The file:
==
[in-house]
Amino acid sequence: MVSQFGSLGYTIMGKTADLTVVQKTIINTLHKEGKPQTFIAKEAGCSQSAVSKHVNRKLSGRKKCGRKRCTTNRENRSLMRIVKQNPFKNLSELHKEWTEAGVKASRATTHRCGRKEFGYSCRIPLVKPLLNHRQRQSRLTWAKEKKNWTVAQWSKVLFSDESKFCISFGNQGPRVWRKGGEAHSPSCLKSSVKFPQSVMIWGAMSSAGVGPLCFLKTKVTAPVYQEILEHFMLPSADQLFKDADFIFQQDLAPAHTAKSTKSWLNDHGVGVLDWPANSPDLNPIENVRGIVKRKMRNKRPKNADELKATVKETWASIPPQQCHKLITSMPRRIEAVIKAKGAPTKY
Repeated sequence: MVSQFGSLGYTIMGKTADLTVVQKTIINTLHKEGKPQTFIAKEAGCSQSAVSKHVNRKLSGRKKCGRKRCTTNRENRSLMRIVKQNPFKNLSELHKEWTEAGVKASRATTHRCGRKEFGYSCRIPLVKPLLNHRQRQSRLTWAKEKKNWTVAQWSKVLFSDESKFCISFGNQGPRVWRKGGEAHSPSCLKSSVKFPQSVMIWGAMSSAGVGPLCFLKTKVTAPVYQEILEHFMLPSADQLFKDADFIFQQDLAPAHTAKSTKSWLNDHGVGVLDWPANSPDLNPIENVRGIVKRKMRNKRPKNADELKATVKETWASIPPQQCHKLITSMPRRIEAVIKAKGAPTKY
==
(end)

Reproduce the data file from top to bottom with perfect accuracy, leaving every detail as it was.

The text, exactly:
[in-house]
Amino acid sequence: MVSQFGSLGYTIMGKTADLTVVQKTIINTLHKEGKPQTFIAKEAGCSQSAVSKHVNRKLSGRKKCGRKRCTTNRENRSLMRIVKQNPFKNLSELHKEWTEAGVKASRATTHRCGRKEFGYSCRIPLVKPLLNHRQRQSRLTWAKEKKNWTVAQWSKVLFSDESKFCISFGNQGPRVWRKGGEAHSPSCLKSSVKFPQSVMIWGAMSSAGVGPLCFLKTKVTAPVYQEILEHFMLPSADQLFKDADFIFQQDLAPAHTAKSTKSWLNDHGVGVLDWPANSPDLNPIENVRGIVKRKMRNKRPKNADELKATVKETWASIPPQQCHKLITSMPRRIEAVIKAKGAPTKY
Repeated sequence: MVSQFGSLGYTIMGKTADLTVVQKTIINTLHKEGKPQTFIAKEAGCSQSAVSKHVNRKLSGRKKCGRKRCTTNRENRSLMRIVKQNPFKNLSELHKEWTEAGVKASRATTHRCGRKEFGYSCRIPLVKPLLNHRQRQSRLTWAKEKKNWTVAQWSKVLFSDESKFCISFGNQGPRVWRKGGEAHSPSCLKSSVKFPQSVMIWGAMSSAGVGPLCFLKTKVTAPVYQEILEHFMLPSADQLFKDADFIFQQDLAPAHTAKSTKSWLNDHGVGVLDWPANSPDLNPIENVRGIVKRKMRNKRPKNADELKATVKETWASIPPQQCHKLITSMPRRIEAVIKAKGAPTKY